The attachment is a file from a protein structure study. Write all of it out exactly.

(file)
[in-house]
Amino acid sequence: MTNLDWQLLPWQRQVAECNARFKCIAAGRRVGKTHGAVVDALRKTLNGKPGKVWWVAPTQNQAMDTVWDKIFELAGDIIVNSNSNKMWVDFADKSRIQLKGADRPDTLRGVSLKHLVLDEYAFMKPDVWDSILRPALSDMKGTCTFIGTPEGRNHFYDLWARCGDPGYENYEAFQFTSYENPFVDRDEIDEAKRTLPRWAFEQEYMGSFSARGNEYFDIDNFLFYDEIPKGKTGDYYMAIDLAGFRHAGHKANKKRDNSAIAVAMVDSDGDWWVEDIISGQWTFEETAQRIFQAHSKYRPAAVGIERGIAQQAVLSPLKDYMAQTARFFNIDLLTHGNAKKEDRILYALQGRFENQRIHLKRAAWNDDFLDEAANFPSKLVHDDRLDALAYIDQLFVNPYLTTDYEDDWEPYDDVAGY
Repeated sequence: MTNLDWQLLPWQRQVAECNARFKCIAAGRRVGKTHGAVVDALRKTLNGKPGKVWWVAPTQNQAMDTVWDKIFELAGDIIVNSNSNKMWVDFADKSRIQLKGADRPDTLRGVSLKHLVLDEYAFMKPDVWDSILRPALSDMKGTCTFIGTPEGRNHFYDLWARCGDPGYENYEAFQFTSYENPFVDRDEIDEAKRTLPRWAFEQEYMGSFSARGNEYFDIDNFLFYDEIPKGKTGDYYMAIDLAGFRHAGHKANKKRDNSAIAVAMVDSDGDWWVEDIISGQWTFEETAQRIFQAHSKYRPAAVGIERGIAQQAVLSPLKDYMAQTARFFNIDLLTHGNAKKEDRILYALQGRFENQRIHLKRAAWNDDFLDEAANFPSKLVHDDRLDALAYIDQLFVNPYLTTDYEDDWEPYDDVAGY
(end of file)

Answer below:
[in-house]
Amino acid sequence: MTNLDWQLLPWQRQVAECNARFKCIAAGRRVGKTHGAVVDALRKTLNGKPGKVWWVAPTQNQAMDTVWDKIFELAGDIIVNSNSNKMWVDFADKSRIQLKGADRPDTLRGVSLKHLVLDEYAFMKPDVWDSILRPALSDMKGTCTFIGTPEGRNHFYDLWARCGDPGYENYEAFQFTSYENPFVDRDEIDEAKRTLPRWAFEQEYMGSFSARGNEYFDIDNFLFYDEIPKGKTGDYYMAIDLAGFRHAGHKANKKRDNSAIAVAMVDSDGDWWVEDIISGQWTFEETAQRIFQAHSKYRPAAVGIERGIAQQAVLSPLKDYMAQTARFFNIDLLTHGNAKKEDRILYALQGRFENQRIHLKRAAWNDDFLDEAANFPSKLVHDDRLDALAYIDQLFVNPYLTTDYEDDWEPYDDVAGY
Repeated sequence: MTNLDWQLLPWQRQVAECNARFKCIAAGRRVGKTHGAVVDALRKTLNGKPGKVWWVAPTQNQAMDTVWDKIFELAGDIIVNSNSNKMWVDFADKSRIQLKGADRPDTLRGVSLKHLVLDEYAFMKPDVWDSILRPALSDMKGTCTFIGTPEGRNHFYDLWARCGDPGYENYEAFQFTSYENPFVDRDEIDEAKRTLPRWAFEQEYMGSFSARGNEYFDIDNFLFYDEIPKGKTGDYYMAIDLAGFRHAGHKANKKRDNSAIAVAMVDSDGDWWVEDIISGQWTFEETAQRIFQAHSKYRPAAVGIERGIAQQAVLSPLKDYMAQTARFFNIDLLTHGNAKKEDRILYALQGRFENQRIHLKRAAWNDDFLDEAANFPSKLVHDDRLDALAYIDQLFVNPYLTTDYEDDWEPYDDVAGY